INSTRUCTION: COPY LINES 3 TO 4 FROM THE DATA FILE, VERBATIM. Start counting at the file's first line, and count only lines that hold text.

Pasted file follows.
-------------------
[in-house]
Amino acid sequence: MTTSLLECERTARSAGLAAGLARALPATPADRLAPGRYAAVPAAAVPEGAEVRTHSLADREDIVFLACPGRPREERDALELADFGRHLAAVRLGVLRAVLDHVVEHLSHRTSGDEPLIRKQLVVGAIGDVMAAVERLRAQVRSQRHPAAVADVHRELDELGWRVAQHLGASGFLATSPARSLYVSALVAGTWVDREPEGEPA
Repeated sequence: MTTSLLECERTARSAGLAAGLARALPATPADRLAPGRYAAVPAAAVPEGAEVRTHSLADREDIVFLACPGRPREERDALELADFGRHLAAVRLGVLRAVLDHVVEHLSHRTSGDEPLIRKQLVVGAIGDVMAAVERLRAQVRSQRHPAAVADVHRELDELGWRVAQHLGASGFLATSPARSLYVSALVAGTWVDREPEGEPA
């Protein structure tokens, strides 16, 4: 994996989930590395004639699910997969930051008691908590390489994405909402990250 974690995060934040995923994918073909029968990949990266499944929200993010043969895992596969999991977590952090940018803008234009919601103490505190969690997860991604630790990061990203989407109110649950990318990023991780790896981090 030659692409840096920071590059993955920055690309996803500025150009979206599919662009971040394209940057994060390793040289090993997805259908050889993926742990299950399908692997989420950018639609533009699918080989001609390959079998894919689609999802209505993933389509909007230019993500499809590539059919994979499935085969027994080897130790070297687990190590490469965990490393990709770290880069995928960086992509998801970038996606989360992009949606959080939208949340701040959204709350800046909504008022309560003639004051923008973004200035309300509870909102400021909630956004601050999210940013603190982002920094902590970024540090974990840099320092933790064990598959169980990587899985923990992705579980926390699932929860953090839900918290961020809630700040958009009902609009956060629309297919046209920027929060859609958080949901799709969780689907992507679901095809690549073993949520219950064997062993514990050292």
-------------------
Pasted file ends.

Repeated sequence: MTTSLLECERTARSAGLAAGLARALPATPADRLAPGRYAAVPAAAVPEGAEVRTHSLADREDIVFLACPGRPREERDALELADFGRHLAAVRLGVLRAVLDHVVEHLSHRTSGDEPLIRKQLVVGAIGDVMAAVERLRAQVRSQRHPAAVADVHRELDELGWRVAQHLGASGFLATSPARSLYVSALVAGTWVDREPEGEPA
């Protein structure tokens, strides 16, 4: 994996989930590395004639699910997969930051008691908590390489994405909402990250 974690995060934040995923994918073909029968990949990266499944929200993010043969895992596969999991977590952090940018803008234009919601103490505190969690997860991604630790990061990203989407109110649950990318990023991780790896981090 030659692409840096920071590059993955920055690309996803500025150009979206599919662009971040394209940057994060390793040289090993997805259908050889993926742990299950399908692997989420950018639609533009699918080989001609390959079998894919689609999802209505993933389509909007230019993500499809590539059919994979499935085969027994080897130790070297687990190590490469965990490393990709770290880069995928960086992509998801970038996606989360992009949606959080939208949340701040959204709350800046909504008022309560003639004051923008973004200035309300509870909102400021909630956004601050999210940013603190982002920094902590970024540090974990840099320092933790064990598959169980990587899985923990992705579980926390699932929860953090839900918290961020809630700040958009009902609009956060629309297919046209920027929060859609958080949901799709969780689907992507679901095809690549073993949520219950064997062993514990050292």